TARPON SPRINGS — The three City Commission candidates running in Tuesday's election share many similar ideas.
They all say improvements to the Sponge Docks and downtown could help the city's tourist economy.
They agree it's going to take creative tactics to manage impending budget constraints.
And Herb Elliott, Tod Eckhouse and Susan Slattery all say that if elected, they would seek input from city staff.
But politics aside, they've got one more thing in common: all three had birthdays this week.
Elliott turns 62 and Slattery turns 44 today. Eckhouse celebrated his 61st birthday Wednesday.
The three are running for Seat 2, being vacated by Vice Mayor David Archie due to term limits. Archie has served the commission in two six-year stints since 1996. Commissioner Robin Saenger is running unopposed.
Throughout his campaign, Eckhouse has said he supports smart growth development and an independent water supply for residents.
"I'd like to get the smart code implemented and some actual building activity occurring. We need to go forward with the reverse osmosis plant, especially now that we've got a 20-million grant," he said.
Eckhouse, a real estate broker and investor, said better promotion of the city's assets and unique charm could help revitalize the local economy.
Eckhouse said he's been encouraged by the feedback he's received from residents throughout his campaign. He recently got an endorsement from Tarpon Springs Fire Fighters Association Local No. 3140.
"I made it a point to meet with all of the department heads, which includes the fire chief, so I think have a better feel for some of their concerns," he said.
Eckhouse said he has collected about $4,000 in contributions, which he's spent on signs, brochures, mailings, postage and copies.
Eckhouse's name, and his campaign, have become synonymous with the 1916 bungalow on Spring Bayou he renovated with his wife, Louise, 60.
Though a 40-year resident of Pinellas County, Eckhouse moved to Tarpon Springs less than three years ago. He acknowledged the challenges of being a newcomer in a city steeped in history, where longtime residents share a remarkable institutional memory.
Those qualities have made for a different type of campaign for Elliott.
He served as city attorney twice, for a total of 14 years, and said he was approached by "hundreds" of concerned citizens who encouraged him to run.
Like Eckhouse, his campaign has received about $4,000. The money has gone toward signs, mailings and postage.
Though he resigned both times from the city attorney position, Elliott said he's ready to serve again because he believes the city can benefit from his knowledge of municipal law, litigation and city history.
"I have a lot to offer. I have a lot of knowledge of the city," he said. "Nobody knows more about the city than me, I think, all things considered. I'm willing to help."
Elliott said he's a fiscal conservative who already has some ideas for saving the city money without layoffs, hiring freezes or cuts in service.
Among those: enlisting staff input on ways to cut costs and re-examining pension benefits for city employees.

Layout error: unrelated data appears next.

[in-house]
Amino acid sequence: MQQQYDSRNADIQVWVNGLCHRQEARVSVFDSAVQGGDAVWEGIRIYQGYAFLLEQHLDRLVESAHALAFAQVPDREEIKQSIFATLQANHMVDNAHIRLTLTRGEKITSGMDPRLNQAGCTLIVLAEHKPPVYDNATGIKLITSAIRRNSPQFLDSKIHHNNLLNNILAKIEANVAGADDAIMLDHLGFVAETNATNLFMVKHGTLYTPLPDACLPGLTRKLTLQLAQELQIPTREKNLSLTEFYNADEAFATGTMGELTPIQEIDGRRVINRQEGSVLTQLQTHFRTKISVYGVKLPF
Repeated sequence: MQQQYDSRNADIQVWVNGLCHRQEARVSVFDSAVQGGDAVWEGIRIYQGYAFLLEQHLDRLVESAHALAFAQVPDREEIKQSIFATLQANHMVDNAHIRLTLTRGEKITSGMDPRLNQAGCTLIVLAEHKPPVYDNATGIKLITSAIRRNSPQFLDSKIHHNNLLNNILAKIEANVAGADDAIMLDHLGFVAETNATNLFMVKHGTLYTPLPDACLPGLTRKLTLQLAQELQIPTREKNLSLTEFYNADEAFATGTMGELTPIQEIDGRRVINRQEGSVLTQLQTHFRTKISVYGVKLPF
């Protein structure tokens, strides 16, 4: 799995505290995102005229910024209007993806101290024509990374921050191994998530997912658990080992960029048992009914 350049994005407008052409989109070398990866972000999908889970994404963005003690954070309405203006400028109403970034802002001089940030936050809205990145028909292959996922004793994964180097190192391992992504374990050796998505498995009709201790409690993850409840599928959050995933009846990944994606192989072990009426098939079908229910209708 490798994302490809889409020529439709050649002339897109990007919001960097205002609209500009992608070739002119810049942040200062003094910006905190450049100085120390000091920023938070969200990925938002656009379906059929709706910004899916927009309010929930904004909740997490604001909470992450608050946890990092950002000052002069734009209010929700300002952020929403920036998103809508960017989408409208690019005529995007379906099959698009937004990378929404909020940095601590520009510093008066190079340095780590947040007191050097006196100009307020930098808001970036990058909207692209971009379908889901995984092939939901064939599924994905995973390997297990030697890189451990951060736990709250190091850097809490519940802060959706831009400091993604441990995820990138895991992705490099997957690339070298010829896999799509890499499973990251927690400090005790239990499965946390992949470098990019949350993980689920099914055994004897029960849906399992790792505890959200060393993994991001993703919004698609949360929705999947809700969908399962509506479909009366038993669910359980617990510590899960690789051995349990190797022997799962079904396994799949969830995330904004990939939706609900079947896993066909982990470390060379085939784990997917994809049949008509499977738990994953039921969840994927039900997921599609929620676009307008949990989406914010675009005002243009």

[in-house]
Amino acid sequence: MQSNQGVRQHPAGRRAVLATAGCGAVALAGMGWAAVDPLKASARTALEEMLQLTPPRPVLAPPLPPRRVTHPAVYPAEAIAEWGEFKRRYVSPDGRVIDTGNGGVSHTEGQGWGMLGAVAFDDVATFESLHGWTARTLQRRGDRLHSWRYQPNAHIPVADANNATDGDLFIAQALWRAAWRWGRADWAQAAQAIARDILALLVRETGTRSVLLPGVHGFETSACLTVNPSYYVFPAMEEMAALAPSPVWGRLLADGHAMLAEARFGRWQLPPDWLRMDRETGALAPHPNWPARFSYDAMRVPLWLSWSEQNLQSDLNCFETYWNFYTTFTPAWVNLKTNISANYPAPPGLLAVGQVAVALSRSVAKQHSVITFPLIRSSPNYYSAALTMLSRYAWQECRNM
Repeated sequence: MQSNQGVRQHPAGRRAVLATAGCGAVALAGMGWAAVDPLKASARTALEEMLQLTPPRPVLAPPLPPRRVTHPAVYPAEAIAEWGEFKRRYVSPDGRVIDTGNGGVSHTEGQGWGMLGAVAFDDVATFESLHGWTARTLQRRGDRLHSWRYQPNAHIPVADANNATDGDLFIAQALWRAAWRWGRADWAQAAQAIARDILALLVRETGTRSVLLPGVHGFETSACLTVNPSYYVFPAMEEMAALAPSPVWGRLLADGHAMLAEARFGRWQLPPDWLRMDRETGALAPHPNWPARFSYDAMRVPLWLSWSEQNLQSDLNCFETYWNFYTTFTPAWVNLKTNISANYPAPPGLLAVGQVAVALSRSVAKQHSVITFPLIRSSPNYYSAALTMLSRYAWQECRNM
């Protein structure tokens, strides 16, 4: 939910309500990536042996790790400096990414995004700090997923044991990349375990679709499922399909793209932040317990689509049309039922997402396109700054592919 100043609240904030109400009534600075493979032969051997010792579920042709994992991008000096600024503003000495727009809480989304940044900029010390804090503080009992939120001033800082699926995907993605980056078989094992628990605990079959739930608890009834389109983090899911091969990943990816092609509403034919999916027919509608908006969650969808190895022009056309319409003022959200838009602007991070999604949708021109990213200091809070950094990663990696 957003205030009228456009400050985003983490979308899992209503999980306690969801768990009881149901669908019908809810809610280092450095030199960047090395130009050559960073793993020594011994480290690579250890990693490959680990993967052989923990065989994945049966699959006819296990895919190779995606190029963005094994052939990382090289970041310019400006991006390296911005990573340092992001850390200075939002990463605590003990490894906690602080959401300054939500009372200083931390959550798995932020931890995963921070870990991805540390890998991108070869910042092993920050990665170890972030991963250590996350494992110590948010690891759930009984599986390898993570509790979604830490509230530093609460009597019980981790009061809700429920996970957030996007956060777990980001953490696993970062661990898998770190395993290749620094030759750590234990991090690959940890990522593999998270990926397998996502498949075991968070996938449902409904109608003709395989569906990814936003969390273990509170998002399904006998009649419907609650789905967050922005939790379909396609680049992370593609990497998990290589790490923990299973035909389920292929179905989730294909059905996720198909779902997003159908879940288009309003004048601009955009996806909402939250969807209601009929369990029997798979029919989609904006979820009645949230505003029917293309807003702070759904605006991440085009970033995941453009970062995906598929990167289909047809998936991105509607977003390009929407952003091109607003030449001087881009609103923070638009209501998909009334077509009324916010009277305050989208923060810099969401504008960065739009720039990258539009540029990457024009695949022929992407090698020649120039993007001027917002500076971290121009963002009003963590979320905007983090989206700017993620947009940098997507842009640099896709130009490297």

"That's why I'm offering my services, to help us get through these fiscal problems, which I see as a primary issue," he said.
Slattery is known to many residents as a chamber ambassador and Tarpon Springs High School PTSA booster.
Slattery said she and a band of supporters have been going door-to-door two hours each evening to meet residents and get the word out about her campaign.
"I'm exhausted, but it's been a great response," she said.
The No. 1 concern she's heard during those walks: the Wal-mart Supercenter proposed on the Anclote River. Slattery is a founding member of Friends of the Anclote, the group opposing the project.
"I was surprised, (because) Tarpon has so many issues. But that is a major concern in this town," she said.
For Slattery, those other issues include the poor state of local roads, the number of residents still using septic systems and a need to rejuvenate the sponge docks and downtown, two areas critical to the city's economic development, she said.
By Thursday, Slattery had collected $1,500 in campaign contributions, in addition to the $600 she put in herself. Slattery said she had $1,700 in expenditures, including brochures, mailings, postage, yard signs and two large signs.
Slattery said she's eager to know the outcome of Tuesday's election.
"I have to say getting to know some of the people in the city, it's just been a really good experience. No matter what happens, I've enjoyed doing what I've done," she said.
At the polls Tuesday, voters will also be asked to amend the city's lease with Helen Ellis Memorial Hospital. If passed, two of the referendums would make two parcels of land just north of the hospital available to developers.
The developer, AG Armstrong has proposed a mixed-use project at the site that would connect the hospital to a parking garage and a medical arts building and include apartments or condos and some retail space.
The third referendum would allow the hospital to sell a medical office building it owns in Pasco County. Proceeds would finance projects like a new cardiac catheterization lab to replace one of the hospital's two current labs. The one slated for replacement, the oldest of the two, was built in 1991 and needs to be updated, said hospital CEO Don Evans.
Rita Farlow can be reached at email@example.com or (727) 445-4162.